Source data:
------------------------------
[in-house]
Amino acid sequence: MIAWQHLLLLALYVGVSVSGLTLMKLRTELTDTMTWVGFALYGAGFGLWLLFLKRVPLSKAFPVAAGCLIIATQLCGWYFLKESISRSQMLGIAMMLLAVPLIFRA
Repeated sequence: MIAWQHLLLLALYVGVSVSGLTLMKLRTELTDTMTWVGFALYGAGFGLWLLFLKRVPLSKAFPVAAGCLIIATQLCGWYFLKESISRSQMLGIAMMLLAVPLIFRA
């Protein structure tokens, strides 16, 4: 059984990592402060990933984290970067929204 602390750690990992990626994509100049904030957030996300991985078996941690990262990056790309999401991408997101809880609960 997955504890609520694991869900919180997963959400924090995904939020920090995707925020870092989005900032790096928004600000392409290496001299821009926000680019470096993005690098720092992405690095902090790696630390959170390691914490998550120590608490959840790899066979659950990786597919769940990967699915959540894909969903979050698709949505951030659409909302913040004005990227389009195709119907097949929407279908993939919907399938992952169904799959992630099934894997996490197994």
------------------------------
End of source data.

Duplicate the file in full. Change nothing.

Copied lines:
[in-house]
Amino acid sequence: MIAWQHLLLLALYVGVSVSGLTLMKLRTELTDTMTWVGFALYGAGFGLWLLFLKRVPLSKAFPVAAGCLIIATQLCGWYFLKESISRSQMLGIAMMLLAVPLIFRA
Repeated sequence: MIAWQHLLLLALYVGVSVSGLTLMKLRTELTDTMTWVGFALYGAGFGLWLLFLKRVPLSKAFPVAAGCLIIATQLCGWYFLKESISRSQMLGIAMMLLAVPLIFRA
């Protein structure tokens, strides 16, 4: 059984990592402060990933984290970067929204 602390750690990992990626994509100049904030957030996300991985078996941690990262990056790309999401991408997101809880609960 997955504890609520694991869900919180997963959400924090995904939020920090995707925020870092989005900032790096928004600000392409290496001299821009926000680019470096993005690098720092992405690095902090790696630390959170390691914490998550120590608490959840790899066979659950990786597919769940990967699915959540894909969903979050698709949505951030659409909302913040004005990227389009195709119907097949929407279908993939919907399938992952169904799959992630099934894997996490197994």